"If we're honest... we know that sometimes, on both sides of the Atlantic, we have drifted apart and forgotten our shared destiny," he said.
At least 200,000 people heard the Democratic Party candidate make the only public speech of his world tour.
His words were broadcast live in Germany, where he is a popular figure.
The burdens of global citizenship continue to bind us together
McCain plays down speech
Justin Webb's blog
In pictures: Berlin visit
Mr Obama began his speech by paying tribute to the Berliners who held out against Soviet pressure during the blockade in 1948.
Appealing for a renewed partnership with Europe, he identified terrorism, nuclear proliferation, trade barriers and climate change as global challenges.
Mr Obama's appearance had the air of a rock concert in the Tiergarten Park, a place that has become associated with huge feel-good football parties in recent years, the BBC's James Coomarasamy reports.
His rhetorical flights and unusual background have captured the imagination of a country which views its own politicians as rather dour and grey, our correspondent says.
"While the 20th Century taught us that we share a common destiny, the 21st has revealed a world more intertwined than at any time in human history," Mr Obama said.
Thousands turned out for the speech
"In Europe, the view that America is part of what has gone wrong in our world, rather than a force to help make it right, has become all too common," he continued.
"In America, there are voices that deride and deny the importance of Europe's role in our security and our future.
"But the burdens of global citizenship continue to bind us together," he added.
He said that partnership and co-operation among nations was "not a choice".
"It is the one way, the only way, to protect our common security and advance our common humanity," he argued.
He spoke on Afghanistan, a sensitive issue in Germany because of pressure for it to send more troops.
Mr Obama said it was time to renew nations' resolve to "rout the terrorists who threaten our security in Afghanistan and the traffickers who sell drugs on your streets".
"The Afghan people need our troops and your troops... we have too much at stake to turn back now," he said.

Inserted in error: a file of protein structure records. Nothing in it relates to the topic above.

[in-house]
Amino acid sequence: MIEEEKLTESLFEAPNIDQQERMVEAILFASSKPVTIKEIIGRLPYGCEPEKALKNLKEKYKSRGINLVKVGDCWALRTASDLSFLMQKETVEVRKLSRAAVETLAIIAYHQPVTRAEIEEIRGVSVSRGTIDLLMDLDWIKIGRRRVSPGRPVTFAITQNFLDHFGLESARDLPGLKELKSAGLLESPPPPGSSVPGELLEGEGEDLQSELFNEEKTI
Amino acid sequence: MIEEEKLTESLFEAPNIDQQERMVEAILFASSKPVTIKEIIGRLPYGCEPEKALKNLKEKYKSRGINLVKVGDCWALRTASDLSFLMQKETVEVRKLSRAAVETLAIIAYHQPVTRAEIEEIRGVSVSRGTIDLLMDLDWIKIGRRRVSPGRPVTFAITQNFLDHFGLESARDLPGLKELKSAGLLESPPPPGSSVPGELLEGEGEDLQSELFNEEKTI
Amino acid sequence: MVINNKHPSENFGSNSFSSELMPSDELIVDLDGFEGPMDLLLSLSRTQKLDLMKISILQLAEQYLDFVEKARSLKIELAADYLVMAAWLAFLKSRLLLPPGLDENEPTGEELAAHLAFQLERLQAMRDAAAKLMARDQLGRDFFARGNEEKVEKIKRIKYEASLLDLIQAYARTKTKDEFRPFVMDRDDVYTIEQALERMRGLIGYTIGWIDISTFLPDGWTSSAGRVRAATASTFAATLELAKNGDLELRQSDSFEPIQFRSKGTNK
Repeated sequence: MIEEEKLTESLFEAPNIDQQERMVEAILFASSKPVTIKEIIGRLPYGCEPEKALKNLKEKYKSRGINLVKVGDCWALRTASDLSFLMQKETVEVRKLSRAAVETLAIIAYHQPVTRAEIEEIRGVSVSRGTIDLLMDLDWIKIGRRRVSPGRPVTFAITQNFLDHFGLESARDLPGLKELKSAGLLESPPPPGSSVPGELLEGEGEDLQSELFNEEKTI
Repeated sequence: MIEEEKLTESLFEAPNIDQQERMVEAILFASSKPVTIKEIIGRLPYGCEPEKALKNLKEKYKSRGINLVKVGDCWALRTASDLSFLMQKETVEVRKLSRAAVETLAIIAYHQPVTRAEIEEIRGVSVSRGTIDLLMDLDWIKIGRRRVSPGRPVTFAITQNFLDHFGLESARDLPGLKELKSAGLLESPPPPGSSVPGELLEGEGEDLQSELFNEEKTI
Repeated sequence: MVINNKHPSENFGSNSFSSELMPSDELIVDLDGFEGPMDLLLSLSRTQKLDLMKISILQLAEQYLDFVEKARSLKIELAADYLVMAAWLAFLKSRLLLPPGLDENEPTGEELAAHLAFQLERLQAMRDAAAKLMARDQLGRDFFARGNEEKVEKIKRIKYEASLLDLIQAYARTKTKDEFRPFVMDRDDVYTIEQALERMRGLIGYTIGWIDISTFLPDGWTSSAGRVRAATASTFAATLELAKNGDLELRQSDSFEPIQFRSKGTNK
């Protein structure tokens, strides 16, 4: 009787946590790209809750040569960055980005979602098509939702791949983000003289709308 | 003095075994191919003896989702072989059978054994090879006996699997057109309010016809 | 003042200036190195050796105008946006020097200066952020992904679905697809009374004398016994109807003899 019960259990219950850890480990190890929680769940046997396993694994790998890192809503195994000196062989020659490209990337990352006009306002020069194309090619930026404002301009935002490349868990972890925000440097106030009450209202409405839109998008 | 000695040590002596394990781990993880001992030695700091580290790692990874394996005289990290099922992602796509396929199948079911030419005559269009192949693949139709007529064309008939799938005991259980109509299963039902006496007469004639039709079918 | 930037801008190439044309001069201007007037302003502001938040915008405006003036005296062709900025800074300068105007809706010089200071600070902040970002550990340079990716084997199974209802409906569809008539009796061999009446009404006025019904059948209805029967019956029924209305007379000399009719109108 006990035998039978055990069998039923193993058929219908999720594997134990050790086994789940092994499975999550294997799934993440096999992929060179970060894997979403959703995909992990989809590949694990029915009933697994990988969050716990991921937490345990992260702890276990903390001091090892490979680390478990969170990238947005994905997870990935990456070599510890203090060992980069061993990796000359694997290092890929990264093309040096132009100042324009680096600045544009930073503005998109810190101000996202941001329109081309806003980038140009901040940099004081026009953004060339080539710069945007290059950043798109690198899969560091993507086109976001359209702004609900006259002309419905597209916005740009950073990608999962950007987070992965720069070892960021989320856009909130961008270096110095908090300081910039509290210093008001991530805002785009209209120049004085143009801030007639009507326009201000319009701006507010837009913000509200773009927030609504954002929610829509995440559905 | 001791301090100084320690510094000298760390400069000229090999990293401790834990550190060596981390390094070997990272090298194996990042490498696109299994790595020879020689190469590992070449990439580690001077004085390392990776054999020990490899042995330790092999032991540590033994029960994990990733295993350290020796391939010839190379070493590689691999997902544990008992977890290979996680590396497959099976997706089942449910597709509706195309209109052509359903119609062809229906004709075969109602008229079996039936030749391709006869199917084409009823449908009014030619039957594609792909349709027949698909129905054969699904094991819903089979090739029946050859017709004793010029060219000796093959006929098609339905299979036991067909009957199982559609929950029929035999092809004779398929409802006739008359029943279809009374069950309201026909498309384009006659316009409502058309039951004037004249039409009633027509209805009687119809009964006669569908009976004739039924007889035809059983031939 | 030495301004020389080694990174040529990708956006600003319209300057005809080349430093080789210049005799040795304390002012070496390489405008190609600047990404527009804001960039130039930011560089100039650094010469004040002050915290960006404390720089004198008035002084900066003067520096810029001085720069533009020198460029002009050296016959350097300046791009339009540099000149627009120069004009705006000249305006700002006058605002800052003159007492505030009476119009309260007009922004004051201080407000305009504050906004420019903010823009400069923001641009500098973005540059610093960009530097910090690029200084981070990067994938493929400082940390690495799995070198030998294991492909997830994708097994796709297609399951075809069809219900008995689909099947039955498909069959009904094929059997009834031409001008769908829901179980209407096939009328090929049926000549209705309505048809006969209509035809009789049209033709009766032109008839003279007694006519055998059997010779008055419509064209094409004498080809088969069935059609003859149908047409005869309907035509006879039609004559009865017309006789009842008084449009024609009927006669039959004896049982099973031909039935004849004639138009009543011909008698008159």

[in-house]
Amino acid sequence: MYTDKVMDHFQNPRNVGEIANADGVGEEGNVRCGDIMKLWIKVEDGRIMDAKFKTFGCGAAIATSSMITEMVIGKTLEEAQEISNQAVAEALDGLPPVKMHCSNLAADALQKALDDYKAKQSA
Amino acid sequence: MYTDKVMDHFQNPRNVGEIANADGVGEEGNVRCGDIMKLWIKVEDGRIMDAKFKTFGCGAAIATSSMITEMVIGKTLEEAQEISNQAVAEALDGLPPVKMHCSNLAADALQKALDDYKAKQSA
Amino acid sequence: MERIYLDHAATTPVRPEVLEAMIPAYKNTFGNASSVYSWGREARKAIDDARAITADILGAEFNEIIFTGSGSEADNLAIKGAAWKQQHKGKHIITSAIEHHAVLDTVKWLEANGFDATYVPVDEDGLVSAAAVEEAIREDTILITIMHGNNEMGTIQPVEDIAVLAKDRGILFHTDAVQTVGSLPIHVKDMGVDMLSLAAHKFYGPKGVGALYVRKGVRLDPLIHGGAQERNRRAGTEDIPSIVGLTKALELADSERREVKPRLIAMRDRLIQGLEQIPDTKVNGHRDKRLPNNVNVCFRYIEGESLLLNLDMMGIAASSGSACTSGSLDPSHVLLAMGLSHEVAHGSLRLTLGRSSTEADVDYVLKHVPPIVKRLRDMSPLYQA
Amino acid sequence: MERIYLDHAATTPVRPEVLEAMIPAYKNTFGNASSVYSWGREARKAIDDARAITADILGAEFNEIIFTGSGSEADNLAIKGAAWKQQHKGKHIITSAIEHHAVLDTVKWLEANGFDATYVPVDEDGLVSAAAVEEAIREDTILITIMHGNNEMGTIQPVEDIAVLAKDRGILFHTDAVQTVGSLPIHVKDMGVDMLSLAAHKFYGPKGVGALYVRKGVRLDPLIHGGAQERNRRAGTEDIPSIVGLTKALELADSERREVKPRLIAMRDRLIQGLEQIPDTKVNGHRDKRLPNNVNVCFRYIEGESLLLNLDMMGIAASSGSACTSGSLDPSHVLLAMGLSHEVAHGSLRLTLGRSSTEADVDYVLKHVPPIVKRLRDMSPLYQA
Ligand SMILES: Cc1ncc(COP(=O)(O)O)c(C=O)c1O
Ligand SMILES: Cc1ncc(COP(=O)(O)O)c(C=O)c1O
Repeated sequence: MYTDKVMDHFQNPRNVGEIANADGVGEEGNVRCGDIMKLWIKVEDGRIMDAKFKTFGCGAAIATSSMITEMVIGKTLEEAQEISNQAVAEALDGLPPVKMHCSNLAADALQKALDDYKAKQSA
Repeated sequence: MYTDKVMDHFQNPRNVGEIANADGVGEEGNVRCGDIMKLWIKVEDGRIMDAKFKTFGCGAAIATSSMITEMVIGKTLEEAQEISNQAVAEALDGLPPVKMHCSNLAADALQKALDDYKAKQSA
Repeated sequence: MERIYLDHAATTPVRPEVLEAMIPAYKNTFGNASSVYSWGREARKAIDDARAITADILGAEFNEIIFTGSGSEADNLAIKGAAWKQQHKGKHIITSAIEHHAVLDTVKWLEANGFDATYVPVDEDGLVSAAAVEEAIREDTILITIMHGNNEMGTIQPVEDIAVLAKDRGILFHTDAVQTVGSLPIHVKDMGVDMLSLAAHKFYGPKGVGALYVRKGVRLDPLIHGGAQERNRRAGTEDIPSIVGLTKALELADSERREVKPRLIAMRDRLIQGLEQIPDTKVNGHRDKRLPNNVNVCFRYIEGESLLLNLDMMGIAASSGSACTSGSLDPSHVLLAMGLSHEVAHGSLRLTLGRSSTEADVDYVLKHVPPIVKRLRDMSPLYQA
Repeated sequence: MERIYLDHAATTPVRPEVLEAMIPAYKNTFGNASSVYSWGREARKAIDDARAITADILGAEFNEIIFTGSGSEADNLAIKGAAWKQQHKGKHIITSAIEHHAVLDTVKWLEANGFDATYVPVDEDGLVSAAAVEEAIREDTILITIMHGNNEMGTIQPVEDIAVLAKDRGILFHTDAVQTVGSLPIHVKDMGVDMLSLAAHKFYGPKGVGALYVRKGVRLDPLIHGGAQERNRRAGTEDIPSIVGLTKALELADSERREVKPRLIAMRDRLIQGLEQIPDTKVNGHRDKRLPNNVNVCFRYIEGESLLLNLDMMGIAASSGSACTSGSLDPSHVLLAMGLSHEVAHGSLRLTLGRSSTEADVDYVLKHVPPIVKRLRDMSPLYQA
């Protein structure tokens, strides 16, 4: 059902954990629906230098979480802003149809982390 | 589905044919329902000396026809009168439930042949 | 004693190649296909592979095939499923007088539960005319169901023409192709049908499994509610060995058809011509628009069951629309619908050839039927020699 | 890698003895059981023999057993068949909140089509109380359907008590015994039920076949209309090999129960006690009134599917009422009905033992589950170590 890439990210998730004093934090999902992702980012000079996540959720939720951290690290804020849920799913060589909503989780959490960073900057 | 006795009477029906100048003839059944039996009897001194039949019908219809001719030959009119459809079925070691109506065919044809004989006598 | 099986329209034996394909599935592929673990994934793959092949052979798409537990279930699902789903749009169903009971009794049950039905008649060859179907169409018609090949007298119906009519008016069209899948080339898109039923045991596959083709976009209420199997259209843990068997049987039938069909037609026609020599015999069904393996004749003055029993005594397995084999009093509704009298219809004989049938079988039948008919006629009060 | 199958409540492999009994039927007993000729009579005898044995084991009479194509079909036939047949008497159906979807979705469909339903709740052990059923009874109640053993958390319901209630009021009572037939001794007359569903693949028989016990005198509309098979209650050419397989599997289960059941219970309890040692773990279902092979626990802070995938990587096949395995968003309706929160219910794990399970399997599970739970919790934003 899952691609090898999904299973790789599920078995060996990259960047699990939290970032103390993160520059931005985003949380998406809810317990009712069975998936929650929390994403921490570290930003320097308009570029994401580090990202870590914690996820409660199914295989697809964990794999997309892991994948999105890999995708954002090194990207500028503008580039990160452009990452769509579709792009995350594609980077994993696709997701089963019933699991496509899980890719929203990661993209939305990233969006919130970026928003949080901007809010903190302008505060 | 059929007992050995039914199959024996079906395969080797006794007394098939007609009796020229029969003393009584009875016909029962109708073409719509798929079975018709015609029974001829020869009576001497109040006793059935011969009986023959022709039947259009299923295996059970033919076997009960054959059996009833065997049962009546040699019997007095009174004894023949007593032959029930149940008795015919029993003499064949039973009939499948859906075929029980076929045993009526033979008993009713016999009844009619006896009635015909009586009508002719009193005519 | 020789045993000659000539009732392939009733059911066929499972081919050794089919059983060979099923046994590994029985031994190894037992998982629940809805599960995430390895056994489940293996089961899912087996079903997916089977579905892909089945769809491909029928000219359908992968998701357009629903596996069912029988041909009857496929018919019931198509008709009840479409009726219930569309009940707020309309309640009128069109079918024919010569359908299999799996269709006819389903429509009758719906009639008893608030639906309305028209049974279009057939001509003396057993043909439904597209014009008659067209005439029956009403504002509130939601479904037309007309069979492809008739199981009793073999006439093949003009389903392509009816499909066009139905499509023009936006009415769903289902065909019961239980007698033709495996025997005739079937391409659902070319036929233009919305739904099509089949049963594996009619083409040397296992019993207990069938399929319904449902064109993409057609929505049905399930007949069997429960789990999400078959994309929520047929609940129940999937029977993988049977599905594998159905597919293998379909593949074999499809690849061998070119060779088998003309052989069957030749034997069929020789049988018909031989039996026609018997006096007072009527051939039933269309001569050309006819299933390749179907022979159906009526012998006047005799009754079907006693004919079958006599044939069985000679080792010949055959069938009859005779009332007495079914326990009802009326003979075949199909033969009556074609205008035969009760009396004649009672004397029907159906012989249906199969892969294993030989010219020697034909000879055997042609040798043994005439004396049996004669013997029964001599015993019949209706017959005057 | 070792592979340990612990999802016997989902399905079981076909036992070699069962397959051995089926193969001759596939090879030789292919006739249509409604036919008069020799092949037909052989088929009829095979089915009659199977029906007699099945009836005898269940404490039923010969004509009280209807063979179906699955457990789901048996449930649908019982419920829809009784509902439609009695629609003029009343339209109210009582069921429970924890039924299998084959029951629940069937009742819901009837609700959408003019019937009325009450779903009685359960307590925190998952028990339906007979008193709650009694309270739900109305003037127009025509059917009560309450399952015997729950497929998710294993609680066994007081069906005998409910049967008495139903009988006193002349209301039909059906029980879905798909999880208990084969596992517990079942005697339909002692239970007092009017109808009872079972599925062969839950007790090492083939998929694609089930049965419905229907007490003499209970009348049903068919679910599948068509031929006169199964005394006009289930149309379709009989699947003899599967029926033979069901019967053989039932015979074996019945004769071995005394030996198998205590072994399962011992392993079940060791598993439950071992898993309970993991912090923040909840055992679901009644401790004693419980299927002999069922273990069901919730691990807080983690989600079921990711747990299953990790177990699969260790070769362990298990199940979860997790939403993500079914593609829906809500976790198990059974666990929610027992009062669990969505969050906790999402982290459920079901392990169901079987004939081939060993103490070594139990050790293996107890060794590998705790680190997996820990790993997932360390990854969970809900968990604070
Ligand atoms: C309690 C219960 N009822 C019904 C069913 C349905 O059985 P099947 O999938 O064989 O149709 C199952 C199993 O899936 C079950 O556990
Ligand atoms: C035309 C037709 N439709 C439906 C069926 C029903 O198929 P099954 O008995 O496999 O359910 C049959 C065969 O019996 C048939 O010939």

Mr Obama addressed many issues in his speech:
He said it was time to "defeat terror and dry up the well of extremism that supports it", arguing that Islamic extremism could be defeated just as communism had been in its time
He urged support for the Iraqis rebuilding their lives as the US passes responsibility to the Iraqi government and "finally brings this war to a close"
It was the moment, he said, to "renew the goal of a world without nuclear weapons" and not "stand idly by and watch the further spread of the deadly atom"
He urged all countries to act with "the same seriousness of purpose" as Germany to reduce carbon emissions
He called for global trade "that is free and fair for all"
Mr Obama's visit to Berlin kicked off the European leg of his world tour ahead of November's US presidential election.
One McCain supporter could be seen spreading the message in Berlin
Earlier, he met German leaders including Chancellor Angela Merkel.
Mr Obama flew to Germany after visiting Israel and the West Bank and is due to visit France on Friday, then Britain on Saturday.
Most Germans seem to believe that an Obama victory in November would do much to improve relations between the US and Europe, our correspondent says.
This speech is being compared to those made in Berlin by John F Kennedy and Ronald Reagan - but they were sitting presidents.
For Mr Obama to become president himself, this event - and the tour of which it is part - must be seen in a positive light by the voters back home in America, our correspondent says.
Mr Obama's Republican rival, John McCain, visited a German restaurant in Columbus, Ohio, on Thursday to eat bratwurst sausage with local business leaders.
"I'd love to give a speech in Germany but I'd much prefer to do it as president of the United States rather than as a candidate for president," he told reporters.